540. Mar.-Nov. Several Roman attempts to break-through are hampered by the lagoons upon-which Ravena is built, making it easily defensible.

541. Totila offers to lay down his crown if Belisarius is crowned Emperor of the West. Justinian refuses this offer and recalls Belisarius to Constantinople.

542. Mundus finally takes Ravenna. Gothic troops in the city are massacred,
Totila and his entourage escape to the countryside to wage a brutal war of shudoushi[1] resistance.

Extract taken from the Soundie-Box program The History Of Byzantium, Episode 33, ‘Justinian’s Plagues’, (April 25th, 2019)​

In marked contrast to the unprecedented expansion and building projects of the 530s, the 540s would be a period of sharp decline for the Byzantine Empire. How could this be, I hear you ask?

One day, sailors in Alexandria started dying. They were afflicted by fever, vomiting, headaches, and weariness. Worst were the buboes which formed around the lymph nodes, huge pustules revolting to look at. Some became animated by the disease and would run panicked into the streets. Still others, retired to their sick beds, from whence some rose fully recovered and others never awoke. Before long a great dying had begun in the Byzantine Empire, and before the decade was out this great dying would rock the world to its foundations. By its end, it is estimated nearly eighty million people did.

It began in 541 in Egypt and spread across the Empire. Why Egypt? According to recent archaeological findings at the University of Alexandria it was probably the city rats who first bore the plague. Recent analysis of human and animal skeletons have found trace elements of Yersinia Pestis, the disease which causes Bubonic Plague, in the animal skeletons years before they appear in the human population.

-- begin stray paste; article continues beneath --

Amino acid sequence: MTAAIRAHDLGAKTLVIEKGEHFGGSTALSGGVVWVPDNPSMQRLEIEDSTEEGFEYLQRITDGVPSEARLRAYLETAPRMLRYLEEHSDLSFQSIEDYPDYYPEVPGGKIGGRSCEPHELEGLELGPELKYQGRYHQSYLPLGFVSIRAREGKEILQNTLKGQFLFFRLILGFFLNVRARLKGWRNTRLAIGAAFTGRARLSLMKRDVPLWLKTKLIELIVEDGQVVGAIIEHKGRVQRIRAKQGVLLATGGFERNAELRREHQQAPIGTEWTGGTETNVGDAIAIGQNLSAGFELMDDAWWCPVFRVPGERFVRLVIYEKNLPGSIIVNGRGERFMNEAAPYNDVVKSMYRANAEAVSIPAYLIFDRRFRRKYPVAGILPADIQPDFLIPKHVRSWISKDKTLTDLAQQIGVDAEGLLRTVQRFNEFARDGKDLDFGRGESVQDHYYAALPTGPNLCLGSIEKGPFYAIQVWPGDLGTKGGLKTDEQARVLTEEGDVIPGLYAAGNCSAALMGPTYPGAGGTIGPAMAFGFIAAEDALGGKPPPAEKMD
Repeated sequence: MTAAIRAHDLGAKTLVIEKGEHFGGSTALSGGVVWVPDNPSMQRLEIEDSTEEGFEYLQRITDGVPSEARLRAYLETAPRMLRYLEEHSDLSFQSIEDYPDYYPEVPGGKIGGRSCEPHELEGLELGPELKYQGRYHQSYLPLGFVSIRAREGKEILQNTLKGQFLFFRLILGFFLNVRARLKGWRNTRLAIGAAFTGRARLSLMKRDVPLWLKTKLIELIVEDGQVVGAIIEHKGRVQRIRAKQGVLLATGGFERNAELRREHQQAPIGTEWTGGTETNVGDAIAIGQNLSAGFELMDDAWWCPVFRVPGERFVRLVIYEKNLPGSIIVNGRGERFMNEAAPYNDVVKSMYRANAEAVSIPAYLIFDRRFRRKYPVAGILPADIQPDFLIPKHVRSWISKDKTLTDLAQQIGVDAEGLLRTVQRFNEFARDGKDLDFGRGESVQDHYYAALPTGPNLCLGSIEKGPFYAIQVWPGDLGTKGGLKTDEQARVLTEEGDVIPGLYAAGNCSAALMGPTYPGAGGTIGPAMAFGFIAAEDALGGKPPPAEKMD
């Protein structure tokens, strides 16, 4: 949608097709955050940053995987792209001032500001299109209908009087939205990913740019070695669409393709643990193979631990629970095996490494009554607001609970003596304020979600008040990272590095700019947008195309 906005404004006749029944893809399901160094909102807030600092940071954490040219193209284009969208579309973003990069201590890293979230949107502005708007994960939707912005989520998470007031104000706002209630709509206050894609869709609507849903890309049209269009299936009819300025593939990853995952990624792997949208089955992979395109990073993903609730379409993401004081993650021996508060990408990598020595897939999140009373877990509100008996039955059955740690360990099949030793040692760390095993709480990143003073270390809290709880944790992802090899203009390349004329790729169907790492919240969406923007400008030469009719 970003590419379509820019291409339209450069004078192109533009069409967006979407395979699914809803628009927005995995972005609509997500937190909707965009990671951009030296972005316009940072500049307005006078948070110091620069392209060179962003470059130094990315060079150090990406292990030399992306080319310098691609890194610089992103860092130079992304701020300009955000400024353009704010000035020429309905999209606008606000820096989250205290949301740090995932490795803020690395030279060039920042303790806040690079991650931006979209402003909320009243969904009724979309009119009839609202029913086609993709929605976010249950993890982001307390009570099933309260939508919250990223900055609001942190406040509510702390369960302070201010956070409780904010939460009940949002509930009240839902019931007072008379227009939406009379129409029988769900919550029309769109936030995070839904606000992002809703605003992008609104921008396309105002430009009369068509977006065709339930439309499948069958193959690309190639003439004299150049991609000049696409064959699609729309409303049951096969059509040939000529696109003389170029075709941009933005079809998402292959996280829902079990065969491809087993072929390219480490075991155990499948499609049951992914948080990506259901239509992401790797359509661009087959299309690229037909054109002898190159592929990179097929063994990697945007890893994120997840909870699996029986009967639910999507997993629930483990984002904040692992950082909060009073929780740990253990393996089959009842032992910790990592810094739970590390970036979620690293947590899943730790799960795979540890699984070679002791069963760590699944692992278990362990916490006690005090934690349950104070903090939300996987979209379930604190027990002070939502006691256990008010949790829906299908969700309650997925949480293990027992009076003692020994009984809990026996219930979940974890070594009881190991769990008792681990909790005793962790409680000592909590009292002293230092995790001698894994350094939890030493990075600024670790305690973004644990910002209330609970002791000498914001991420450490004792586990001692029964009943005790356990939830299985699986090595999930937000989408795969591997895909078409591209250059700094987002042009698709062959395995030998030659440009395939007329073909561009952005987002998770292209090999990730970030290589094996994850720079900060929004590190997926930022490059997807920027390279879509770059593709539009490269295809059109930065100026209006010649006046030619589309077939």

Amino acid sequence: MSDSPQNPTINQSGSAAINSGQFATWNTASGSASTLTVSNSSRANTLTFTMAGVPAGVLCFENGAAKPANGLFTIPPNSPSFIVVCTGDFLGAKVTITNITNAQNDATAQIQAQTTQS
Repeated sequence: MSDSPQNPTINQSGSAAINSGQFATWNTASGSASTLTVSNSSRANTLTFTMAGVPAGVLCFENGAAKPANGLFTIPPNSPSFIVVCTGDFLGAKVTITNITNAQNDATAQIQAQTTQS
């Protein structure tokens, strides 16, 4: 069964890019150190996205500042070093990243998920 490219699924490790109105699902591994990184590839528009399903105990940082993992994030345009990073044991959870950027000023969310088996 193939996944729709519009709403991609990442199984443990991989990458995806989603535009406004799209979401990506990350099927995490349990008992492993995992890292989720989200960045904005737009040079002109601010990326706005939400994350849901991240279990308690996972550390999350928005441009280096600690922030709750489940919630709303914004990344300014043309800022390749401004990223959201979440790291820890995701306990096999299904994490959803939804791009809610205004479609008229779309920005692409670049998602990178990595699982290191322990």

Egypt is, and was, the breadbasket of the Mediterranean and it is believed that the disease spread to the Empire’s major ports through grain shipments. First the sailors fell ill, then the men and women they had been in contact with. Before long the pandemic had reached epic proportions.

The streets of major cities emptied, and a climate of fear took hold. Those who were driven mad by the disease often ran about in the streets. Entire communities struck by the disease were wiped of the map, entire regions along the coast emptied of life. Only those areas that were mountainous or deserted can be said to have survived with anything like their pre-Plague population intact. Zahran, a Mazdakite preacher who travelled extensively during this period wrote of the devastation wrought upon the countryside:

“Throughout Antioch I found that the world had returned to some primordial state bereft of man. Sheep wandered in great flocks untended by shepherds, wild dogs and vultures prowled the streets of empty villages and ate of the dead bodies discarded there, and they too died. Most terrible of all the discoveries I made, of a wedding party abandoned on the day of the event itself, with both bride and groom beyond this world now.”